Details emerge about 13-year-old black boy shot by police

CORRECTS NAME FROM TYREE KING TO TYRE KING -Columbus Police Chief Kim Jacobs holds up a photo showing the type of BB gun that police say a 13-year-old boy pulled from his waistband just before he was shot and killed by police investigating an armed robbery report, on Thursday, Sept. 15, 2016 in Columbus, Ohio. Police say the boy, Tyre King, died at a hospital after the Wednesday evening shooting. (AP Photo/Andrew Welsh-Huggins)
CORRECTS NAME FROM TYREE KING TO TYRE KING -Columbus Police Chief Kim Jacobs holds up a photo showing the type of BB gun that police say a 13-year-old boy pulled from his waistband just before he was shot and killed by police investigating an armed robbery report, on Thursday, Sept. 15, 2016 in Columbus, Ohio. Police say the boy, Tyre King, died at a hospital after the Wednesday evening shooting. (AP Photo/Andrew Welsh-Huggins)

COLUMBUS, Ohio (AP) — As authorities investigate the fatal shooting of a 13-year-old black boy, Tyre King, by a white Columbus police officer after a report of an armed robbery, details are emerging about him. Here’s a look:

SCHOOL

Tyre was an eighth-grader at Linden-McKinley STEM Academy, a Columbus city school on the north side, a few miles from where the shooting happened. The school has about 500 students in grades 7-12 and focuses on science, technology, engineering and math. Several police officers were at the school Thursday, and counselors were available to talk to students.
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FAMILY

Attorney Chanda Brown, who represents the boy’s family, said “the family is obviously distraught by the murder of Tyre.”

Tyre had three sisters and a baby brother, said another family attorney, Sean Walton.

“He loved his family,” Walton said. “He was loved.”

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ACTIVITIES

A friend and former neighbor said Tyre often hung out and played basketball at a neighborhood recreation center. Nineteen-year-old Eisha Roberts called him “caring and lovable.”

Attorneys speaking for the family describe Tyre as a typical 13-year-old boy, saying he played football, soccer and hockey, participated in gymnastics and was in a young scholars program. They said he had a slight build and, if anything, was on the small side for his age.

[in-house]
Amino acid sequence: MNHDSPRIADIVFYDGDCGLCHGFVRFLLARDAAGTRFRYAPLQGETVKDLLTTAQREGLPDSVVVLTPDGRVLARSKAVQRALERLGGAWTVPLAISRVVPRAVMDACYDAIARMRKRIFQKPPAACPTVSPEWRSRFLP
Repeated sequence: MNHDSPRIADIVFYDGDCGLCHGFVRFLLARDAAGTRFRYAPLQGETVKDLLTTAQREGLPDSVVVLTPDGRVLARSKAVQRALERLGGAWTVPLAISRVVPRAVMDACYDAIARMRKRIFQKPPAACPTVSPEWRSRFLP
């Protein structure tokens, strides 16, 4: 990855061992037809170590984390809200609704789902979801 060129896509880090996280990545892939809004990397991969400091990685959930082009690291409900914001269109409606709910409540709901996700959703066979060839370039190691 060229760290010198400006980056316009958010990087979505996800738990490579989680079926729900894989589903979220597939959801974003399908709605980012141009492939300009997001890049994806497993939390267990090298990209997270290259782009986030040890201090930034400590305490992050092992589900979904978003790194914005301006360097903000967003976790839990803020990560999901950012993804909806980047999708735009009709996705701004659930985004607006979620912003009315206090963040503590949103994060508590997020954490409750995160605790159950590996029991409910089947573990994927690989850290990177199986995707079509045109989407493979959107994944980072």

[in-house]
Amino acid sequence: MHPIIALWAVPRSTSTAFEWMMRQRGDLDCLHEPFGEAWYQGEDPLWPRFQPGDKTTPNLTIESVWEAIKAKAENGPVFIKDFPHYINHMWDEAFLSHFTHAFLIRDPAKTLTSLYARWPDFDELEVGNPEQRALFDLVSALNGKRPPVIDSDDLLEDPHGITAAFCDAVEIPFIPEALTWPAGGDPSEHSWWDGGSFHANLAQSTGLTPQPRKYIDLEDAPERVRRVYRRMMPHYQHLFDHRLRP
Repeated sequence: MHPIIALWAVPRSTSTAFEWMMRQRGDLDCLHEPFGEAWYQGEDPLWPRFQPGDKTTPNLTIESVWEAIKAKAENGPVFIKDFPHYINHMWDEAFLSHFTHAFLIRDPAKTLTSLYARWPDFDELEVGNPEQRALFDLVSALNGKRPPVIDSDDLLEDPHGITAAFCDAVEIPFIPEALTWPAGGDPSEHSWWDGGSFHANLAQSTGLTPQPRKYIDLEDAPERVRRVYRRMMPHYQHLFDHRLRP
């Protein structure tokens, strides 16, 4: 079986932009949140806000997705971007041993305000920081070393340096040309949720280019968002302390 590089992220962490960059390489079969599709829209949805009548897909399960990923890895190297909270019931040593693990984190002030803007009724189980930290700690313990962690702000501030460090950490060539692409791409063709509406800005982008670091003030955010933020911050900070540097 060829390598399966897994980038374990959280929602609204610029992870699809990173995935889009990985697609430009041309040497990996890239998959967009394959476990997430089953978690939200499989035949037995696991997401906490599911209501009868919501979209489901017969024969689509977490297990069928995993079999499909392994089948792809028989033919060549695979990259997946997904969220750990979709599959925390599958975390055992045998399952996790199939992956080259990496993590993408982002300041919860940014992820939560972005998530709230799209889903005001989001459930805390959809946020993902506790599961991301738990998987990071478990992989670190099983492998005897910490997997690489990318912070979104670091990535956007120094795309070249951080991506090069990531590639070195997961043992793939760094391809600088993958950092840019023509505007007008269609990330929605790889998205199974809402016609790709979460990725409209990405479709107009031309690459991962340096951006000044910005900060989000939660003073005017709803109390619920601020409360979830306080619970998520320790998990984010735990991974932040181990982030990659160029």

“He was just so excited to be a part of something very, very positive,” said Michael Bell, coach of the youth football team on which Tyre was a first-year player.

The attorneys declined to discuss any previous interaction Tyre had with police, but they emphasized he didn’t have any violent criminal history.

The actions described by police, who say he ran away and pulled out a realistic-looking BB gun, “are out of his normal character,” the attorneys said.

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GUN

Police say Tyre was carrying a BB gun easily available for purchase at stores. The robbery victim told a police dispatcher that it resembled a particular Ruger semi-automatic pistol.

Police Chief Kim Jacobs said officers carry guns that look practically identical, saying of a replica of Tyre’s gun in a picture, “As you can see, it looks like a firearm that could kill you.”

The attorneys for the boy’s family said they wouldn’t comment on whether he had a gun or tried to pull one as facts are gathered.

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Associated Press writers Kantele Franko, Ann Sanner and Mike Householder in Columbus and AP contributor Erin Esmont Rabinowitz, also in Columbus, contributed to this report.

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